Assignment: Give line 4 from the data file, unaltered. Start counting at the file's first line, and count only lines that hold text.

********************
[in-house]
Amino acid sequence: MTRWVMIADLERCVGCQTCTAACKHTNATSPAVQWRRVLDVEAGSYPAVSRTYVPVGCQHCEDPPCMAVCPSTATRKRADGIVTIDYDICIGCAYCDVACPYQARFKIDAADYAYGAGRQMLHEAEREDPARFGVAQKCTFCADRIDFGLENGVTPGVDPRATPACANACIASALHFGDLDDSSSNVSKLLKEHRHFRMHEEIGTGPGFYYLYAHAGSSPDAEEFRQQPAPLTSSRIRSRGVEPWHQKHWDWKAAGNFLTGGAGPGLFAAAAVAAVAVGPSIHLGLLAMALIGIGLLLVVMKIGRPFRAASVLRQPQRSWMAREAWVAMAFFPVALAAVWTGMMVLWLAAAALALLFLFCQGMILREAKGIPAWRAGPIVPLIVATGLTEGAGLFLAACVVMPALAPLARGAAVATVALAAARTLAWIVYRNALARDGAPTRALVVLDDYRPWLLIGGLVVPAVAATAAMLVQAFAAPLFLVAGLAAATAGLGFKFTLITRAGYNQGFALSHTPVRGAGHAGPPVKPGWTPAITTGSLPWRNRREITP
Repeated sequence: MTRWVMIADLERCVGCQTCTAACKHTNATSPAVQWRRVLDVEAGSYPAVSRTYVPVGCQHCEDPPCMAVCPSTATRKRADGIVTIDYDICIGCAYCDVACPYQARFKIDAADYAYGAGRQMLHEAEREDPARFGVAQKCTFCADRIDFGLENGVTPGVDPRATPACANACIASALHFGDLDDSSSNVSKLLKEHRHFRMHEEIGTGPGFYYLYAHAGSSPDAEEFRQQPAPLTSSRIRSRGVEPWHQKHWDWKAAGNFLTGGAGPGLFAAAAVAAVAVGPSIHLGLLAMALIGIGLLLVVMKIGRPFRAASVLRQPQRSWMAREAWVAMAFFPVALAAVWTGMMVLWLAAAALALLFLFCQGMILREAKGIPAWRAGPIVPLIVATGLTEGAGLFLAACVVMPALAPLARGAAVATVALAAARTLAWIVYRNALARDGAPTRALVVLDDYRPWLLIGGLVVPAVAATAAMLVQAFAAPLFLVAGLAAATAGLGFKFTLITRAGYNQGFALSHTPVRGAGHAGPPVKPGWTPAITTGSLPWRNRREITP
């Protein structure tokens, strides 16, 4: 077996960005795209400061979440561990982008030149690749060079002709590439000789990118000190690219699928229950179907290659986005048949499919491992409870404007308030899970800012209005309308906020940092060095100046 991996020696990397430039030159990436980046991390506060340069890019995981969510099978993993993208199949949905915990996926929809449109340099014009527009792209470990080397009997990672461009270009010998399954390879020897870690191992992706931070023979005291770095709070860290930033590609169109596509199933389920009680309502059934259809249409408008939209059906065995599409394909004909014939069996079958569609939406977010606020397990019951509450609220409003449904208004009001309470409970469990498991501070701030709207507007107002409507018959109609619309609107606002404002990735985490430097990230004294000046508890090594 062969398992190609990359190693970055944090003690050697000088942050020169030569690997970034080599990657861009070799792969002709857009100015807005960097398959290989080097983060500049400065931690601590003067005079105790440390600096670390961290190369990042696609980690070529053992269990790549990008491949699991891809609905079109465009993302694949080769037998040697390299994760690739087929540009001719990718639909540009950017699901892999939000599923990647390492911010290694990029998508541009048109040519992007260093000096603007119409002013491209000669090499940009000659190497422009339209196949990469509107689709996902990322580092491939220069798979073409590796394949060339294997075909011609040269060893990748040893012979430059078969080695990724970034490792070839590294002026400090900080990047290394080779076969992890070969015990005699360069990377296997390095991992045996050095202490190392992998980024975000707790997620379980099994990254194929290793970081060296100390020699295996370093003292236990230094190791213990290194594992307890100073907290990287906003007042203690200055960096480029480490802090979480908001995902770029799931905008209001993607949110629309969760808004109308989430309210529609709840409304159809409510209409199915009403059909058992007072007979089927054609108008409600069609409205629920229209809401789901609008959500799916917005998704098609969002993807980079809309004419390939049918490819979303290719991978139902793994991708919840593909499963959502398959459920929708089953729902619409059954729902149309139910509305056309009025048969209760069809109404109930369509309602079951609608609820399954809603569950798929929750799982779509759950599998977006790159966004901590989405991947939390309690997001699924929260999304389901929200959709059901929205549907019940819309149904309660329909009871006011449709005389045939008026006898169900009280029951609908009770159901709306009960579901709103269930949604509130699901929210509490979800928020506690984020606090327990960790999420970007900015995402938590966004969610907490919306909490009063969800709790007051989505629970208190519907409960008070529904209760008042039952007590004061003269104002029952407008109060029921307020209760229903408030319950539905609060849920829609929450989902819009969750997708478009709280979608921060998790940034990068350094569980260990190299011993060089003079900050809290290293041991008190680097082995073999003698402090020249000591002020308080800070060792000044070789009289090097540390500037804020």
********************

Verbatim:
């Protein structure tokens, strides 16, 4: 077996960005795209400061979440561990982008030149690749060079002709590439000789990118000190690219699928229950179907290659986005048949499919491992409870404007308030899970800012209005309308906020940092060095100046 991996020696990397430039030159990436980046991390506060340069890019995981969510099978993993993208199949949905915990996926929809449109340099014009527009792209470990080397009997990672461009270009010998399954390879020897870690191992992706931070023979005291770095709070860290930033590609169109596509199933389920009680309502059934259809249409408008939209059906065995599409394909004909014939069996079958569609939406977010606020397990019951509450609220409003449904208004009001309470409970469990498991501070701030709207507007107002409507018959109609619309609107606002404002990735985490430097990230004294000046508890090594 062969398992190609990359190693970055944090003690050697000088942050020169030569690997970034080599990657861009070799792969002709857009100015807005960097398959290989080097983060500049400065931690601590003067005079105790440390600096670390961290190369990042696609980690070529053992269990790549990008491949699991891809609905079109465009993302694949080769037998040697390299994760690739087929540009001719990718639909540009950017699901892999939000599923990647390492911010290694990029998508541009048109040519992007260093000096603007119409002013491209000669090499940009000659190497422009339209196949990469509107689709996902990322580092491939220069798979073409590796394949060339294997075909011609040269060893990748040893012979430059078969080695990724970034490792070839590294002026400090900080990047290394080779076969992890070969015990005699360069990377296997390095991992045996050095202490190392992998980024975000707790997620379980099994990254194929290793970081060296100390020699295996370093003292236990230094190791213990290194594992307890100073907290990287906003007042203690200055960096480029480490802090979480908001995902770029799931905008209001993607949110629309969760808004109308989430309210529609709840409304159809409510209409199915009403059909058992007072007979089927054609108008409600069609409205629920229209809401789901609008959500799916917005998704098609969002993807980079809309004419390939049918490819979303290719991978139902793994991708919840593909499963959502398959459920929708089953729902619409059954729902149309139910509305056309009025048969209760069809109404109930369509309602079951609608609820399954809603569950798929929750799982779509759950599998977006790159966004901590989405991947939390309690997001699924929260999304389901929200959709059901929205549907019940819309149904309660329909009871006011449709005389045939008026006898169900009280029951609908009770159901709306009960579901709103269930949604509130699901929210509490979800928020506690984020606090327990960790999420970007900015995402938590966004969610907490919306909490009063969800709790007051989505629970208190519907409960008070529904209760008042039952007590004061003269104002029952407008109060029921307020209760229903408030319950539905609060849920829609929450989902819009969750997708478009709280979608921060998790940034990068350094569980260990190299011993060089003079900050809290290293041991008190680097082995073999003698402090020249000591002020308080800070060792000044070789009289090097540390500037804020």